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Reverse-Engineering Cheap Chinese Chip Clones

Gareth Halfacree

Ahead of our visit to Maker Faire Shenzhen 2015 later this month, we've had our mind on the amazing array of electronic components that you can get in China - and we're not alone. China in general, and Shenzhen specifically, is generally regarded as the heart of the electronics industry, providing everything from completed devices ready for resale through to individual components other manufacturers have long since stopped supporting. Opportunities for bargains are always present, but so too is the risk of being ripped off: back in 2010, our friends at SparkFun famously received chips with no active components at all, simply lumps of copper with fake encapsulation. Even when a chip appears to be working as it should, there's no guarantee that they're in-spec - especially when it comes to low-cost clones which mimic the functionality of popular chips like the Atmel ATmega family of microcontrollers. That's where you need to get a bit clever, reverse-engineering the devices and testing their limits to see if they are truly drop-in replacements for the more expensive originals or hacked-around simulations that won't hold up to real-world use. Andy Brown has recently been doing exactly that, investigating cheap ATmega8 chips from AliExpress which cost less than $1 (65p) each in lots of five - including delivery. Using a series of C programs, Andy was able to probe various portions of the hardware - the internal oscillator, external crystal support, GPIO Port D, memory, and the timer0 peripheral - and prove that they operated as they should. While more reverse-engineering work would be required before signing off on the part as fully compatible - and, for preference, finding original sources for the parts before the almost-certainly-fake Atmel labelling is applied - Andy's work is a good demonstration of how to make sure your China-sourced 'bargain' is at least close to what it claims to be.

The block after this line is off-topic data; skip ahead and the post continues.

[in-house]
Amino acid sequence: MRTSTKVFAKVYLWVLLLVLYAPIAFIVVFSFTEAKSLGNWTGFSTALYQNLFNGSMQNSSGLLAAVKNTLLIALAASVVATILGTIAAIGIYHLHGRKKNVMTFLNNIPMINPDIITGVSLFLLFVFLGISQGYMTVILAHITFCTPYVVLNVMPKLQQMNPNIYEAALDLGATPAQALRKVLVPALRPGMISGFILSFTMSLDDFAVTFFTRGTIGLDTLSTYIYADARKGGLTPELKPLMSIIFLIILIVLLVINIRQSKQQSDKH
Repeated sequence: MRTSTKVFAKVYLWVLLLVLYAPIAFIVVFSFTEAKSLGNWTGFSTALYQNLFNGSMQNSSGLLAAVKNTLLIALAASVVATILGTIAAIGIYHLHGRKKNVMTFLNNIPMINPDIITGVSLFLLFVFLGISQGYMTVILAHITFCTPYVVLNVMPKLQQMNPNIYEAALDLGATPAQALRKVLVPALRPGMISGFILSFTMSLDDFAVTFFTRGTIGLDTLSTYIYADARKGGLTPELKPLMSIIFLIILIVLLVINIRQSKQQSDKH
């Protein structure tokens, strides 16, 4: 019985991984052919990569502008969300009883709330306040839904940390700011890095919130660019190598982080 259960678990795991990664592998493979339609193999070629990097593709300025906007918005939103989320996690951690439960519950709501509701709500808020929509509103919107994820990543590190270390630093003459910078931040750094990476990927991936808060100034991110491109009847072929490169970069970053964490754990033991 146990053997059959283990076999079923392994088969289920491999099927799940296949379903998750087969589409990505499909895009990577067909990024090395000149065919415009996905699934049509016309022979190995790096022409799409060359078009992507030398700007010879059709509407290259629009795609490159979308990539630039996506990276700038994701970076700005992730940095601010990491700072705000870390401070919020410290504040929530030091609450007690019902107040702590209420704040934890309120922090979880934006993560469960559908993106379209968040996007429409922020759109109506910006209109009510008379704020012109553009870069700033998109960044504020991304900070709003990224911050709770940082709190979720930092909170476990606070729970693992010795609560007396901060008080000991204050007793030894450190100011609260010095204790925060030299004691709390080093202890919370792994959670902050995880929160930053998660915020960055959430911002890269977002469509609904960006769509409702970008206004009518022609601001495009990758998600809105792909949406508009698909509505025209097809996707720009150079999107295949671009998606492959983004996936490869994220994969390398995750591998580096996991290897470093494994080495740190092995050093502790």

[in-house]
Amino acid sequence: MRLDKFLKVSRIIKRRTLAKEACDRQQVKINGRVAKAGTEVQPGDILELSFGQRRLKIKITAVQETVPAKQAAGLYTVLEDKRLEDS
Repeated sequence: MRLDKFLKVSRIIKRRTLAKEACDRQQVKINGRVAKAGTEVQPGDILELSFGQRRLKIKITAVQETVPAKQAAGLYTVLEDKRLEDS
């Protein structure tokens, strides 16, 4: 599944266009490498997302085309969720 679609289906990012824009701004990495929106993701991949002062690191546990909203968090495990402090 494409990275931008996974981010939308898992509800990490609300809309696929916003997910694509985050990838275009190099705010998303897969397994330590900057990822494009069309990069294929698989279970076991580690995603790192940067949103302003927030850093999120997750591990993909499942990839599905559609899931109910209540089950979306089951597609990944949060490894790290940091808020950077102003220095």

ATmega8’s were available from sellers on Ali Express at the ridiculously cheap price of five for US$4.95. Less than a dollar each including shipping. I just couldn't resist it so I bought a pack and about two weeks later they arrived. Would they work? I don’t know.

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